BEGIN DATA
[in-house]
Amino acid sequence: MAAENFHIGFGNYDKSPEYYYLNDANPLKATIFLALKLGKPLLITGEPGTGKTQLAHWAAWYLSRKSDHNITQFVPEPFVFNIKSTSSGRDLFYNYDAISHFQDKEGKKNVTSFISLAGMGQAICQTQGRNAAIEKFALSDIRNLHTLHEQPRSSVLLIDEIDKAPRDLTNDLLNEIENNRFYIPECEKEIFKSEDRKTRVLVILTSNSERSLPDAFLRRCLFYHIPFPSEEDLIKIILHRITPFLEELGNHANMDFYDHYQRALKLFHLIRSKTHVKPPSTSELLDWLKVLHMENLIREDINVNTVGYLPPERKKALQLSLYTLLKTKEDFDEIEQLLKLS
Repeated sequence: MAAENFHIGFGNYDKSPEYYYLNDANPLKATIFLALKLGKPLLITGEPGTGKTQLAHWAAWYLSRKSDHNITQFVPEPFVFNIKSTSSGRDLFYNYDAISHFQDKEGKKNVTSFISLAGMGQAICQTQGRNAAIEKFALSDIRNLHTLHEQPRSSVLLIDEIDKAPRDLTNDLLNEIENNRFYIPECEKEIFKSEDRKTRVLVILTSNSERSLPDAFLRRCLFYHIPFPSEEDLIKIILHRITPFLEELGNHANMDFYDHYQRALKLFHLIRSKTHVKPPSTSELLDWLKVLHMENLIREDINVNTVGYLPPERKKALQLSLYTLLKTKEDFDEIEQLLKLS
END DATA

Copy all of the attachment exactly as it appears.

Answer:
[in-house]
Amino acid sequence: MAAENFHIGFGNYDKSPEYYYLNDANPLKATIFLALKLGKPLLITGEPGTGKTQLAHWAAWYLSRKSDHNITQFVPEPFVFNIKSTSSGRDLFYNYDAISHFQDKEGKKNVTSFISLAGMGQAICQTQGRNAAIEKFALSDIRNLHTLHEQPRSSVLLIDEIDKAPRDLTNDLLNEIENNRFYIPECEKEIFKSEDRKTRVLVILTSNSERSLPDAFLRRCLFYHIPFPSEEDLIKIILHRITPFLEELGNHANMDFYDHYQRALKLFHLIRSKTHVKPPSTSELLDWLKVLHMENLIREDINVNTVGYLPPERKKALQLSLYTLLKTKEDFDEIEQLLKLS
Repeated sequence: MAAENFHIGFGNYDKSPEYYYLNDANPLKATIFLALKLGKPLLITGEPGTGKTQLAHWAAWYLSRKSDHNITQFVPEPFVFNIKSTSSGRDLFYNYDAISHFQDKEGKKNVTSFISLAGMGQAICQTQGRNAAIEKFALSDIRNLHTLHEQPRSSVLLIDEIDKAPRDLTNDLLNEIENNRFYIPECEKEIFKSEDRKTRVLVILTSNSERSLPDAFLRRCLFYHIPFPSEEDLIKIILHRITPFLEELGNHANMDFYDHYQRALKLFHLIRSKTHVKPPSTSELLDWLKVLHMENLIREDINVNTVGYLPPERKKALQLSLYTLLKTKEDFDEIEQLLKLS